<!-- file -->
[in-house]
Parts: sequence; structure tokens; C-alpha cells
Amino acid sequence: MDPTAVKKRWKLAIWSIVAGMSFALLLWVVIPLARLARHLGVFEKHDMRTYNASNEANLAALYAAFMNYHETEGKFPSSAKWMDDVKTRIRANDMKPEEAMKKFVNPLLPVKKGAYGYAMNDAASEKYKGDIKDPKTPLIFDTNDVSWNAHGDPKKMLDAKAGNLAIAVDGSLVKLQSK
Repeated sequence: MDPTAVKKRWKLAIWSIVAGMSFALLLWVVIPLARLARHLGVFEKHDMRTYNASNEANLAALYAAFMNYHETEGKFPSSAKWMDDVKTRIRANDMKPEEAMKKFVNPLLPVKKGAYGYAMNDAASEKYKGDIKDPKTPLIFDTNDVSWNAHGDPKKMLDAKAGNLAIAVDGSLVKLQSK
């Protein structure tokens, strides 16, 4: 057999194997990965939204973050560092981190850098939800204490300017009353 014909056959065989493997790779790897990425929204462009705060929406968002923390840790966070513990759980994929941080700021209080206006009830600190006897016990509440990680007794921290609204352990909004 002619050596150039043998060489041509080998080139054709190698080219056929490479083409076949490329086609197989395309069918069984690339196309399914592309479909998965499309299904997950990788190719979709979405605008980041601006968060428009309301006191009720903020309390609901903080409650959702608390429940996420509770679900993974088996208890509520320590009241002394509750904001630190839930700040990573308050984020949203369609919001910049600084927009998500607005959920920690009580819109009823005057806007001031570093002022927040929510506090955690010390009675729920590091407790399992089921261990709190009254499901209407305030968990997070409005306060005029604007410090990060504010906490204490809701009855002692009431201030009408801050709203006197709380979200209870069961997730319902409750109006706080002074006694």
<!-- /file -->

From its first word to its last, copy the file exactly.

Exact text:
[in-house]
Parts: sequence; structure tokens; C-alpha cells
Amino acid sequence: MDPTAVKKRWKLAIWSIVAGMSFALLLWVVIPLARLARHLGVFEKHDMRTYNASNEANLAALYAAFMNYHETEGKFPSSAKWMDDVKTRIRANDMKPEEAMKKFVNPLLPVKKGAYGYAMNDAASEKYKGDIKDPKTPLIFDTNDVSWNAHGDPKKMLDAKAGNLAIAVDGSLVKLQSK
Repeated sequence: MDPTAVKKRWKLAIWSIVAGMSFALLLWVVIPLARLARHLGVFEKHDMRTYNASNEANLAALYAAFMNYHETEGKFPSSAKWMDDVKTRIRANDMKPEEAMKKFVNPLLPVKKGAYGYAMNDAASEKYKGDIKDPKTPLIFDTNDVSWNAHGDPKKMLDAKAGNLAIAVDGSLVKLQSK
């Protein structure tokens, strides 16, 4: 057999194997990965939204973050560092981190850098939800204490300017009353 014909056959065989493997790779790897990425929204462009705060929406968002923390840790966070513990759980994929941080700021209080206006009830600190006897016990509440990680007794921290609204352990909004 002619050596150039043998060489041509080998080139054709190698080219056929490479083409076949490329086609197989395309069918069984690339196309399914592309479909998965499309299904997950990788190719979709979405605008980041601006968060428009309301006191009720903020309390609901903080409650959702608390429940996420509770679900993974088996208890509520320590009241002394509750904001630190839930700040990573308050984020949203369609919001910049600084927009998500607005959920920690009580819109009823005057806007001031570093002022927040929510506090955690010390009675729920590091407790399992089921261990709190009254499901209407305030968990997070409005306060005029604007410090990060504010906490204490809701009855002692009431201030009408801050709203006197709380979200209870069961997730319902409750109006706080002074006694």